Convenience and ease of use primarily drives success in attracting young adults. For young adults to consider using credit union financial services, they expect to use online and mobile technology to manage their finances as they do in their other activities. Providing all core services in online and mobile channels are what is most familiar to them. Credit unions offer them the ability to apply for accounts and loans, deposit checks, transfer funds, pay bills and receive alerts online and mobile. Credit unions that report success note it must be easy, take only a few minutes and be completed without visiting the branch. The cost of a transaction online or via mobile is a fraction of that of in-person service for credit unions. To afford the convenience of many points of service and to offer online and mobile platforms, credit unions in many countries pool their information technology investments to build shared payment platforms for ATMs, shared branching, online and mobile channels. U.S. credit unions offer mobile apps to find surcharge-free ATMs and branches to provide young adults with more convenient and cheaper access to their money.

4.     Marketing Strategies

Marketing strategies for young adults emphasize bundling strategies. Traditional bundling strategies include cheaper fees or rates for using the full menu of products, such as savings and debit along with loans or insurance. New combinations being explored involve bundling financial products with cheaper fees for transaction or payment services or for commerce services. Credit unions also offer rewards programs, such as loyalty rewards, to obtain prizes popular with young adults, cash back rewards, points to redeem for gift cards or contributions to social causes.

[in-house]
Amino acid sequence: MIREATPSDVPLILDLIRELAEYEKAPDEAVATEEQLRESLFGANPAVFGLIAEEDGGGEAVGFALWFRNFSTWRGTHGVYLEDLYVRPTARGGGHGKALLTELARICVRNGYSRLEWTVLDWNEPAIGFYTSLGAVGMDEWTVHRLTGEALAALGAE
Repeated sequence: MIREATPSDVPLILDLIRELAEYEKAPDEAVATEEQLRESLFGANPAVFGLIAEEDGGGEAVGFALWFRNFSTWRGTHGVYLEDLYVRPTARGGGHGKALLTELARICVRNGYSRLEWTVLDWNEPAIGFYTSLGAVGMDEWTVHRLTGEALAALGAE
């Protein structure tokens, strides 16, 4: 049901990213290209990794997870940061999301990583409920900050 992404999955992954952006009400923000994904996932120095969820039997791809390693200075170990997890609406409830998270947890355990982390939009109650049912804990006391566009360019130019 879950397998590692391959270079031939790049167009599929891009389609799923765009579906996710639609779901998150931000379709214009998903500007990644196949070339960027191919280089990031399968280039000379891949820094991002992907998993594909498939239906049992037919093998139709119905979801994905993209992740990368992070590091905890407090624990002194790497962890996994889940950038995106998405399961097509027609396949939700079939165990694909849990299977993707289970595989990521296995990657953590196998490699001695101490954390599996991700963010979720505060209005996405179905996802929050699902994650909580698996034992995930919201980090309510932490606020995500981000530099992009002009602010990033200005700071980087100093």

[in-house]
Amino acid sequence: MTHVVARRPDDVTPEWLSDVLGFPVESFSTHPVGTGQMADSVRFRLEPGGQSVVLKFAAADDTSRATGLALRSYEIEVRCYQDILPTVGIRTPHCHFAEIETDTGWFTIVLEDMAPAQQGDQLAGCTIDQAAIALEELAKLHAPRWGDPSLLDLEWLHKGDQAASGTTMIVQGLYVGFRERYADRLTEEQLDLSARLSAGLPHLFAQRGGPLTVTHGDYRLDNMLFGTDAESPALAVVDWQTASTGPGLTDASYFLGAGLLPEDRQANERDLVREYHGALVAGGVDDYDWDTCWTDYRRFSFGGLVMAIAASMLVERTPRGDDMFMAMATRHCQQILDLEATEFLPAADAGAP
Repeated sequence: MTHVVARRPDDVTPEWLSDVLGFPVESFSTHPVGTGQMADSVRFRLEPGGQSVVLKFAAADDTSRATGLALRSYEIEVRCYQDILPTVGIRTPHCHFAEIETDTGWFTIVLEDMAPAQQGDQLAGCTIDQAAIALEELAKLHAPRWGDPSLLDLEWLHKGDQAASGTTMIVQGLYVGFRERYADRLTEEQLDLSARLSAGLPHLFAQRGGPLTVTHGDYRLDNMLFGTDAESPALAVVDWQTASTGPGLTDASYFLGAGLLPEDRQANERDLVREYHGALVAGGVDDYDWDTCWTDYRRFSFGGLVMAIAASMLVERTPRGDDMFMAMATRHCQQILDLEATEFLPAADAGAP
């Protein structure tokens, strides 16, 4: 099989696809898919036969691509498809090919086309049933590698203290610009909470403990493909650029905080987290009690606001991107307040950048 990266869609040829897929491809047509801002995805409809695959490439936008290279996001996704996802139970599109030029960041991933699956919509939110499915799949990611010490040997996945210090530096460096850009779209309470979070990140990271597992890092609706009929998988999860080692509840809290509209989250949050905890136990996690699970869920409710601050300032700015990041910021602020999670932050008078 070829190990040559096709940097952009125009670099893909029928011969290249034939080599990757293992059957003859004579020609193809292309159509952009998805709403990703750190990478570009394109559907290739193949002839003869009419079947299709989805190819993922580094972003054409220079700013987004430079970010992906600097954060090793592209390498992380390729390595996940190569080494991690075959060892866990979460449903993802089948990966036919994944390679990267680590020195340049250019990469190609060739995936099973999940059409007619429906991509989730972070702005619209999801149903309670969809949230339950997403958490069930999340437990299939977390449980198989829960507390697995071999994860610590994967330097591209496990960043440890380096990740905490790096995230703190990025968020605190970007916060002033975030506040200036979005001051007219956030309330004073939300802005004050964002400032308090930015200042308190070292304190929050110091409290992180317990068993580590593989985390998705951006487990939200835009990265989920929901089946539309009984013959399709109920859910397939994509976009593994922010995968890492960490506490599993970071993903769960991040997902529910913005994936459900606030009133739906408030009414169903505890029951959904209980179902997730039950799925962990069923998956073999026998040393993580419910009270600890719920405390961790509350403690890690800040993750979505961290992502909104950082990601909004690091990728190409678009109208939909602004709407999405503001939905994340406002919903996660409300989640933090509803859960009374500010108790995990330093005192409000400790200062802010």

5.     Messaging

Successfully growing credit unions communicate a message of convenience, ease of service and accessibility. On top of this, they build price and reputation. But convenience is king. To compete, they must convey convenience and ease of access. This is the same for any other financial institution. What is different and can create loyalty, as long as the primary conditions of convenience and ease are met, is that the credit union puts the member’s well-being before the credit union’s profit. Credit unions repeat the message that they act in the member’s best interest and put the member’s best interest before the gain to the credit union.

6.     Social Media

Credit unions engage with young adults on social media, and have found that they show high participation in community charities and contests. Credit unions have less success with advertising through social media, yet more success using social media as a forum where the online young adult community engages with questions and feedback for the credit union.

7.     Financial Literacy

Younger members have relatively little experience with financial services, but cost and time to learn are major constraints. Financial advice they may want includes how to establish credit, compare loan offers, consolidate debt, get out of debt and save for their goals. Credit unions have always offered financial literacy classes. Yet attendance is always low. Classes require structured time commitments. Credit unions have begun offering financial education or advice online, through social media where young adults are already, or via mobile devices through personal financial management platforms (PFMs). Credit unions use social media channels for virtual consulting and financial advice. Young adults post questions about a financial matter on online forums. PFMs are online/mobile software that lets members see and manage all their financial accounts and transactions in one place. It provides a detailed picture of how members are spending, saving and managing debts, which helps the credit union provide advice on decisions in the member’s best interest.

 
 

Brian Branch
Dr. Brian Branch, president and CEO of World Council of Credit Unions (WOCCU), was appointed in 2011. Dr. Branch has worked at WOCCU since 1990 and has been engaged in development fieldwork, research and implementation for more than 30 years.